140 Helping with Maladaptive Relationship and Communication Patterns D. Oh, no! She’s getting angry! What do I do now? Doesn’t she see that she shouldn’t be hitting her kids?) After completing this assignment, ask students to identify the various sources of interpersonal stress (e.g. countertransference and taboo material). Students can then share their analyses with the class. Social Work Skills and Methods It is important to remind students that the skills needed to address interpersonal obstacles are comparable to those that they use when addressing maladaptive patterns in groups and families. The difference is that the focus now is on the worker-client relationship. While the skills are similar, the focus may make it more difficult for workers to employ them because they may be required to admit to a mistake. 1. Begin with a lecture in which you identify the skills needed to address inter- personal obstacles. Because these skills are not new to students, you can ask them to provide examples that illustrate them. Alternatively, use the critical incident example from the previous exercise and have students discuss how the interns can use their vulnerability to address the interpersonal obstacles that have surfaced. 2. Using examples that students already have provided through the previous exercises or additional examples, break the class into small groups or work with the class as a whole, and have students develop a transactional formu- lation of an interpersonal life stressor in one of their cases. Ask students to describe the obstacle behaviorally and transactionally. Students should be able to identify both their and their clients’ actions: “When John becomes quiet, I begin to talk too much” “When Jane asks personal questions, I get flustered and change the focus” “When we have serious conversations, Billy begins to clown, other members laugh, and I withdraw, feeling helpless” “When Jim tried to explain away his drinking, I found myself getting angry with him because he reminded me of my dad’s always making excuses for his alcoholism.” 3. As we have suggested in other chapters in this guide, have the class or small groups engage in a “do-over.” Based upon the knowledge and understanding that students have gained regarding the nature of and reasons for interpersonal obstacles, encourage students to redo the exchanges using the skills identified in the chapter. Then ask them to develop an intervention that addresses the workers’ mishandling of the situations and helps the workers and clients get back on track. In other words, begin by asking students to consider what the workers could have done, and then ask them to manage what was done.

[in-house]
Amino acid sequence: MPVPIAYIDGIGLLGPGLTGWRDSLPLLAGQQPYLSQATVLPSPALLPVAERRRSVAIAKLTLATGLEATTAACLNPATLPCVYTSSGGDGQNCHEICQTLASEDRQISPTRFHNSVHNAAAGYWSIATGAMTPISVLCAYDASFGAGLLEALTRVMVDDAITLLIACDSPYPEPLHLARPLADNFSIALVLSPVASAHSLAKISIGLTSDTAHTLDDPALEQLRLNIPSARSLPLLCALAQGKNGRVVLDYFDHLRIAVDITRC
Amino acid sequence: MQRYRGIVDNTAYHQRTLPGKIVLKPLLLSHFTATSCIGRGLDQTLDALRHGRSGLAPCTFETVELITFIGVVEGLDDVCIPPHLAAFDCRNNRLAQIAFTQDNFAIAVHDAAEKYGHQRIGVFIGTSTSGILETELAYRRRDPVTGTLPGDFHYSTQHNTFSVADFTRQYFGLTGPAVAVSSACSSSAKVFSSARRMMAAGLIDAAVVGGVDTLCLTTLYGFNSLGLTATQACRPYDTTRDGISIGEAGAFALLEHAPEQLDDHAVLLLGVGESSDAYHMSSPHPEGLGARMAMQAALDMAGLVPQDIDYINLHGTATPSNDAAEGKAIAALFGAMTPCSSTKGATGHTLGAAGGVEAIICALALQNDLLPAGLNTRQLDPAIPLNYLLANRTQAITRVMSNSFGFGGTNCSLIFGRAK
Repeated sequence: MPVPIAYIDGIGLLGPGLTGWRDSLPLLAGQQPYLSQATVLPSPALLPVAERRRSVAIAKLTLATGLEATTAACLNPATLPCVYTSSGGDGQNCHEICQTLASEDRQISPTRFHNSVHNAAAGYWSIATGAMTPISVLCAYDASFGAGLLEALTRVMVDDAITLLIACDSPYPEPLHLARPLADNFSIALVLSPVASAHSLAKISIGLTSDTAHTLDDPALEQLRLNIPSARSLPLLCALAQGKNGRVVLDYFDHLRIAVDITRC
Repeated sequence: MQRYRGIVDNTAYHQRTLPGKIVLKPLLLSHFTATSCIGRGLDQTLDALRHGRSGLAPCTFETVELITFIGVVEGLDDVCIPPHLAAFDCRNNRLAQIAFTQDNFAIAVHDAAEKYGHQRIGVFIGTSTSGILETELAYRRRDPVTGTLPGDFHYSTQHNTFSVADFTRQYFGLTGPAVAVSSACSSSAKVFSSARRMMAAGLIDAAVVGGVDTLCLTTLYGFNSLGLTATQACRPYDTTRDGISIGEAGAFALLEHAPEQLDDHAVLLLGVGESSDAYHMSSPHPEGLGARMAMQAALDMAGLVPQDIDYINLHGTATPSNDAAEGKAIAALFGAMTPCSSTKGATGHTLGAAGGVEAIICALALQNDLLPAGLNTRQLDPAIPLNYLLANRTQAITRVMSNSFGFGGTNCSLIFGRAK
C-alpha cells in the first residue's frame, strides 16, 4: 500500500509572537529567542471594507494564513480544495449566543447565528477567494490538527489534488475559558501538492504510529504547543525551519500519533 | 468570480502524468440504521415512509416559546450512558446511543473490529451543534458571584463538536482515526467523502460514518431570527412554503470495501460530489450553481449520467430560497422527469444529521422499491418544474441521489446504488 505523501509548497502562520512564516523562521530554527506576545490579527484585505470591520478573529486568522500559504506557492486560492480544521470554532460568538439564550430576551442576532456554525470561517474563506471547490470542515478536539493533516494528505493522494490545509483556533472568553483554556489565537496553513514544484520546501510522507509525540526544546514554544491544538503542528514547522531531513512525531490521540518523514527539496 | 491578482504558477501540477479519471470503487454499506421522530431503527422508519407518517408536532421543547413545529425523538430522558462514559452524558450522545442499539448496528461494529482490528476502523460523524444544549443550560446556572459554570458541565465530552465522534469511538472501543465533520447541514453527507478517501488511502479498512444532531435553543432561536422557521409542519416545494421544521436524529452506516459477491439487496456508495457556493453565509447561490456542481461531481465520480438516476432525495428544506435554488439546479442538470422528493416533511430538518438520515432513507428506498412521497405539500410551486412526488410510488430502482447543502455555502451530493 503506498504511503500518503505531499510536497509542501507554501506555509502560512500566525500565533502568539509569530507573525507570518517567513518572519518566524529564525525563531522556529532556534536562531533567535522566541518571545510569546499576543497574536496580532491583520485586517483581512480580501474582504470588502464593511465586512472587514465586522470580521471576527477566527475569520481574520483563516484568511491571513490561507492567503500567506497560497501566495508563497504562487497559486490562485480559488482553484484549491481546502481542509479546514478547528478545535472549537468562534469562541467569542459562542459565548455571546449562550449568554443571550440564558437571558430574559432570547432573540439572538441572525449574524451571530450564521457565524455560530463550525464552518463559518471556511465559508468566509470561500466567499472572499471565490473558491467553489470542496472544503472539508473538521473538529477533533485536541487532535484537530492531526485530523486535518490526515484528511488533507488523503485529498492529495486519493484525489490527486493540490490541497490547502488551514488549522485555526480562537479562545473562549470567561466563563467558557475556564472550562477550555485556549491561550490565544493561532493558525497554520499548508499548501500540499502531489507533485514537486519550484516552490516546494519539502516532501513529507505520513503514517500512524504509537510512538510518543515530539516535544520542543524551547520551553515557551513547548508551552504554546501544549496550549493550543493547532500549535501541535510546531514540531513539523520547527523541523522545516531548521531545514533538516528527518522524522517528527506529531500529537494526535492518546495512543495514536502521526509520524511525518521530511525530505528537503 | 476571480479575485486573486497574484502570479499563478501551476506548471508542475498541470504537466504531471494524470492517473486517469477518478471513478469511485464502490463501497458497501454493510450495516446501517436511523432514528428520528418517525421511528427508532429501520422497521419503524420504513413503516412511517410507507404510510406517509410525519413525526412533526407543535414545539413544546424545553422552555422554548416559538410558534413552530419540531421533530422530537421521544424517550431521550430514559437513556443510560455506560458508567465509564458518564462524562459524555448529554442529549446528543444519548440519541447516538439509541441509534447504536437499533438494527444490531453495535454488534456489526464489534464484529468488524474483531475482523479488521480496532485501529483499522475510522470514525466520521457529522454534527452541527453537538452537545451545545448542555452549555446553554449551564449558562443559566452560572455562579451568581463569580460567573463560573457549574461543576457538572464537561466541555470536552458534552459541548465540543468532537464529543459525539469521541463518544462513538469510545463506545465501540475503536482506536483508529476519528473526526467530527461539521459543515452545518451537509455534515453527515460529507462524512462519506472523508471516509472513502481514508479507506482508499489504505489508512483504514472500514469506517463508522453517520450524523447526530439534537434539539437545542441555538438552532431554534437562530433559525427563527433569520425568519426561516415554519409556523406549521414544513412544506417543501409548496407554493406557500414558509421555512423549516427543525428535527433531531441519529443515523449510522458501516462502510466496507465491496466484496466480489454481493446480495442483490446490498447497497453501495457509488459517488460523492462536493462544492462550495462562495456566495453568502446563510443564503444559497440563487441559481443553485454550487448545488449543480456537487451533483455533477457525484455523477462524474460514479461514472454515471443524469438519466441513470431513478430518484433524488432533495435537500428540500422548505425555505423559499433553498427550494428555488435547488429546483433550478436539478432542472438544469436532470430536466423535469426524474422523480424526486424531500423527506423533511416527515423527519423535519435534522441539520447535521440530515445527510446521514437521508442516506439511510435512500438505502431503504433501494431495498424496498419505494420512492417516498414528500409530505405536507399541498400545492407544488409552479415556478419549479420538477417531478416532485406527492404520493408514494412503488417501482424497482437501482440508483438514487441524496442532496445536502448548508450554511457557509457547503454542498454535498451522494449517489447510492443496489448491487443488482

(c) 2022 Columbia University Press. All Rights reserved.